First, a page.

RUNDU - The acting CEO of Rundu Town Council, Sikongo Haihambo says Rundu cannot adequately remedy a raft of challenges such as its poor road network, overwhelmed waste management and is unable to buy bulk water as its coffers are dry and the town is struggling to diversify its revenue stream.
Haihambo told New Era his top priority is to determine where the town can get revenue to save itself from its dilemma and thus residents occupying 14 000 erven in the recently formalised areas will soon be asked to pay for their plots that they have been occupying at no cost.
“We have a problem with water, waste management, a problem with roads which obviously overall one can term it as a revenue problem. If there was a billion in our pockets as a council, imagine what we can do but we don’t have it so we must start by establishing something that is perhaps not there or not working and then grow our strength from the revenue because its only with revenue that one would be able to do something,” Haihambo told New Era in an exclusive interview.
The acting CEO says he is beginning to manage things so in as much as he is forward looking, he will also be looking a little bit backwards, revisiting some of the things that didn’t work out for council and see if he can revive some of the unsuccessful projects.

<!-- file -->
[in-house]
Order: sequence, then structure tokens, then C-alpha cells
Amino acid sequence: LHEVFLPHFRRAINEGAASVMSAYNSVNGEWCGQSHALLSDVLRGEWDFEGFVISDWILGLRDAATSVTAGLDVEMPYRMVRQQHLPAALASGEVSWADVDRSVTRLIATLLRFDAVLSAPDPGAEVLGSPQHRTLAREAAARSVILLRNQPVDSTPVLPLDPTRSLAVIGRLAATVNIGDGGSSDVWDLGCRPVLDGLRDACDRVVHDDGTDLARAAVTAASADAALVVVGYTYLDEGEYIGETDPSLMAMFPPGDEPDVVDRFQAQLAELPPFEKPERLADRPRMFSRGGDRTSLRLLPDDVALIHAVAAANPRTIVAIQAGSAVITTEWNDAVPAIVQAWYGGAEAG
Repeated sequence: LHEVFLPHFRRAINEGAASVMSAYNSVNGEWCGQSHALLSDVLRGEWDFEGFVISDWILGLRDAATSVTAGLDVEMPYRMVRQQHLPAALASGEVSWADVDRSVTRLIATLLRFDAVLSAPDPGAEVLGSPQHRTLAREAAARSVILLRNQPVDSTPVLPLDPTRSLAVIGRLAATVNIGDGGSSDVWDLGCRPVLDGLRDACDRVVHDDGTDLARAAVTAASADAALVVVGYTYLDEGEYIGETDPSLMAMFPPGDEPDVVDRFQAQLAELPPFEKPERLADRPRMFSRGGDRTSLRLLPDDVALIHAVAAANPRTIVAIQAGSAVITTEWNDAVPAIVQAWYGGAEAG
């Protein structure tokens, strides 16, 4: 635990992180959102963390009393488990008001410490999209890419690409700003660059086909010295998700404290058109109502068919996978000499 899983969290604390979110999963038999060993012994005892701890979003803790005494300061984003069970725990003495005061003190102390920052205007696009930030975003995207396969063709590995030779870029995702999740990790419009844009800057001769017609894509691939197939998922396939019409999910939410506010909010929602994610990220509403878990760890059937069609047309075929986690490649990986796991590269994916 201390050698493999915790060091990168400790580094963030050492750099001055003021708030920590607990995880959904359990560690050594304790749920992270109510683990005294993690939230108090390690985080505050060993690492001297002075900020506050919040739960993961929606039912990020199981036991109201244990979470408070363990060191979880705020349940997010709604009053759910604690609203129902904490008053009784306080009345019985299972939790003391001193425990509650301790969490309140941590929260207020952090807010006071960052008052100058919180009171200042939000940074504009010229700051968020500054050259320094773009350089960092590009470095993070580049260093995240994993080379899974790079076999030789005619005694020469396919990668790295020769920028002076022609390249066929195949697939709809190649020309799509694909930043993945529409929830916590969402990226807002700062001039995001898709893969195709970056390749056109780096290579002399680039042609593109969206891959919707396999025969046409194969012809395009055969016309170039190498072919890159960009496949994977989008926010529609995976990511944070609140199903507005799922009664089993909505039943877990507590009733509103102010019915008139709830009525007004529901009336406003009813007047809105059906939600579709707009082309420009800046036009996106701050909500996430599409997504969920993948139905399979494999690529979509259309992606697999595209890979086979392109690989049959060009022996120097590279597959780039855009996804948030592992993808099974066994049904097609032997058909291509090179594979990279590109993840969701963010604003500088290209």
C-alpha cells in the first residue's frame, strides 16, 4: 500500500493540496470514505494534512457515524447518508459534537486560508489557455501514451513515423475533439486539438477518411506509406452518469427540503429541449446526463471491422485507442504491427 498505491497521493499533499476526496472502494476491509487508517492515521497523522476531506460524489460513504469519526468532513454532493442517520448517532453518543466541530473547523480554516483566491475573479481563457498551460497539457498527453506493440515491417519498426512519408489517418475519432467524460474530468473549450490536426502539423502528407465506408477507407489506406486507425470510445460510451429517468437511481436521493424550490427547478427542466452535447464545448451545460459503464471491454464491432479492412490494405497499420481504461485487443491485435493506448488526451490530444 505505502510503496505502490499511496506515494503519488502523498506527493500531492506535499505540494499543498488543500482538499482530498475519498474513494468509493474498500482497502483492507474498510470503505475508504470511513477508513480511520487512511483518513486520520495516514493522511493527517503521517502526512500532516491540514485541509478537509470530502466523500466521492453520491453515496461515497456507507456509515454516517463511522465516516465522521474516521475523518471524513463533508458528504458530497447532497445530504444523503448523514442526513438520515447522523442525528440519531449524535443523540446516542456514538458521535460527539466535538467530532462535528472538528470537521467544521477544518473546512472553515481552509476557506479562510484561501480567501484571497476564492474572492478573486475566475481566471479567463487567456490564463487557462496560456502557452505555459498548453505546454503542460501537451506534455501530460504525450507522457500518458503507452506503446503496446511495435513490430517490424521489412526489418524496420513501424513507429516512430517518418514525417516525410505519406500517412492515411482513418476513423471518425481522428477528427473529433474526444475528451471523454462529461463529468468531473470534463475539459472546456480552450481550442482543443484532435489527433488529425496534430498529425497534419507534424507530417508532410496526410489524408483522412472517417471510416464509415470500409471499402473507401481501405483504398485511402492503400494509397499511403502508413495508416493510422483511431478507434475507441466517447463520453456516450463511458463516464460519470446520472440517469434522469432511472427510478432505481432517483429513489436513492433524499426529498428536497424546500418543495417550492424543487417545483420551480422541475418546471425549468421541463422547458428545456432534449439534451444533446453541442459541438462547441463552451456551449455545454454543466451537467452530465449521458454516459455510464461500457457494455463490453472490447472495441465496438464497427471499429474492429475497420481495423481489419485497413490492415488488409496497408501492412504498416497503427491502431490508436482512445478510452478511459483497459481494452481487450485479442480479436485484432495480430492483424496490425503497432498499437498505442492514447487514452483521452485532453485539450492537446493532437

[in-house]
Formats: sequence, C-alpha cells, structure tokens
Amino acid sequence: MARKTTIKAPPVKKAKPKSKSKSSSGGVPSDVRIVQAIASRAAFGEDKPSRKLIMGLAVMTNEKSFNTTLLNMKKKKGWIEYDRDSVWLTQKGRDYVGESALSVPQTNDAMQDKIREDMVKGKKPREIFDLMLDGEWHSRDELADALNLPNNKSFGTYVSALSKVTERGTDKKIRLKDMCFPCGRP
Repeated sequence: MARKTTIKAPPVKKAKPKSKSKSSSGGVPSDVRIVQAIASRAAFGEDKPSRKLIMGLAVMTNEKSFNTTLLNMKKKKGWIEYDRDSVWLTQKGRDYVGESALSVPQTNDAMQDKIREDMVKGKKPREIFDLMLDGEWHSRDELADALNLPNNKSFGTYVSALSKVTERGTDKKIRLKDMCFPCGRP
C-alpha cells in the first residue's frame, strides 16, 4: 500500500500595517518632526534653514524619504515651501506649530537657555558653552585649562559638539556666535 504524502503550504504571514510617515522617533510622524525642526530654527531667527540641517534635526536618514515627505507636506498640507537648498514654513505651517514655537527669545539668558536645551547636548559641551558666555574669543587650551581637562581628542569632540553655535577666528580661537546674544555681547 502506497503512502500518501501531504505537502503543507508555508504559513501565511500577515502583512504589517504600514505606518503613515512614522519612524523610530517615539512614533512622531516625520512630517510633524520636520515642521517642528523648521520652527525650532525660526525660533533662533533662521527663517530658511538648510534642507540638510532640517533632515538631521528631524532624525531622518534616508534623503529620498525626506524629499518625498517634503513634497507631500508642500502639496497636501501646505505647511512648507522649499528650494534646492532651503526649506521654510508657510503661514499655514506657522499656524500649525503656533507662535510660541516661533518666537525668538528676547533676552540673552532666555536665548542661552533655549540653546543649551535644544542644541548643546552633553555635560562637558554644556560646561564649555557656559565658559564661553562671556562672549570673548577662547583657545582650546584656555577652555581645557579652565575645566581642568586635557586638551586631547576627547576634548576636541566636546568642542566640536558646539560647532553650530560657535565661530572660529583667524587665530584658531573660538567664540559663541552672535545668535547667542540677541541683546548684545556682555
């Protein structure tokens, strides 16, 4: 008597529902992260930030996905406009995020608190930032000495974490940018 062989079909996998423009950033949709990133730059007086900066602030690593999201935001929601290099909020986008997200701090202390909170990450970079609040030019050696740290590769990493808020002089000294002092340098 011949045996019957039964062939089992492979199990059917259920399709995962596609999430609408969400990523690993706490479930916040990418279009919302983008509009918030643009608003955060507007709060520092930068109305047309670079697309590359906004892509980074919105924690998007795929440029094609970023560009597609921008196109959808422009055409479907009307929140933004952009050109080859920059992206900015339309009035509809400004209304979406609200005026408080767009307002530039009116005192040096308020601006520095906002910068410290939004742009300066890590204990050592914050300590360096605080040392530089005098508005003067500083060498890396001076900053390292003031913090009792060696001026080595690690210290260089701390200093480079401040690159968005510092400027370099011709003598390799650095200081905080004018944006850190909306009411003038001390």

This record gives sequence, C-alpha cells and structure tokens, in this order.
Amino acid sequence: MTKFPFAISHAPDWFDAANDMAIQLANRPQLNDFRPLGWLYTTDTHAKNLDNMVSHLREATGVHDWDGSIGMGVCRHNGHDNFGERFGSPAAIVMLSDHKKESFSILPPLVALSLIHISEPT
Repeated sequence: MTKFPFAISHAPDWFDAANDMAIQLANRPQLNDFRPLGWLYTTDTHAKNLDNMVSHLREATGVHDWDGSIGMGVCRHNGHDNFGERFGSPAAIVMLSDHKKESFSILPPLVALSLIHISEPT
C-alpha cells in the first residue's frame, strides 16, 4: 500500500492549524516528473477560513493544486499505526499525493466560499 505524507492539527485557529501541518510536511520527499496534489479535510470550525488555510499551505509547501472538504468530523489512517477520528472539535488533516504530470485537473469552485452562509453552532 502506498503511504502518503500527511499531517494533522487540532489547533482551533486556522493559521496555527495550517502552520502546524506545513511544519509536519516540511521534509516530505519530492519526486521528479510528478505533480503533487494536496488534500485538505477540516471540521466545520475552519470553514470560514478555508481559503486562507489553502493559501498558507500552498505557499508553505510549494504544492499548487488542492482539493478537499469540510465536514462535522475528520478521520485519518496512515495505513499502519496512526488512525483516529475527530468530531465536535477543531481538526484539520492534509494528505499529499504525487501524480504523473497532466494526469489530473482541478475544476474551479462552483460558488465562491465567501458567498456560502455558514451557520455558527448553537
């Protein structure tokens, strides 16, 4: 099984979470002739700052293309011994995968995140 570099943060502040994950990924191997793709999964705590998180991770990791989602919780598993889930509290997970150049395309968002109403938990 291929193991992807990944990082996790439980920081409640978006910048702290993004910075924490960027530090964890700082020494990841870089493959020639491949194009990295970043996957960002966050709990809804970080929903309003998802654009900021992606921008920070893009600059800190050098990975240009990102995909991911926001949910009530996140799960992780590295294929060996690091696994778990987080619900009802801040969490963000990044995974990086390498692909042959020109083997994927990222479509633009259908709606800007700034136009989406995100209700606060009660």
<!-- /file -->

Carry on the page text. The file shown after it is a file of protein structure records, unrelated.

“One of the things that I can cite as an example is sales of land in the recently formalised locations like Kehemu, Sauyemwa, Ndama, Kaisosi and others, to me that is a scheme or project that we should be able to run with because the rates are kept, protected, it’s just N$10 per square metre, where will you get that? So, it’s actually good looking at our people some are now pensioners so that will even be within their range so that they can get ownership of that land,” asserted the acting CEO.
These settlements were formalised with the help of donor funds from LUX Development and they are partly serviced, the line ministry was also involved and a paying system was in place for occupants of those erven to do payments through the council but died a natural death.
“Now I’m busy reviving that thing so that we can then continue to invite our people to come through, but before we can do that I could have gone on air to inform this residents as we will not be able to manage so fast because from the time when this people stopped paying, a lot has happened, some of the people that have paid some amounts in the past have maybe lost their proof and so on. We need to do some reconciliation and its going to take us some weeks once we are done with that because we are dealing with a sizable number (14 000 erven) from these formalised settlements,” he said.
“I knew what I was coming into, the only thing was just for me to calibrate my expectations with reality, I knew there were issues here that’s why in order for one to do something you need to get to the core of the issues before you can then launch yourself on how do I manage. Whatever is happening here is not surprising me, in fact that’s what brought me here but yes, we are making strides. For me I think it is necessary to pick up things that I feel would move us forward,” he said.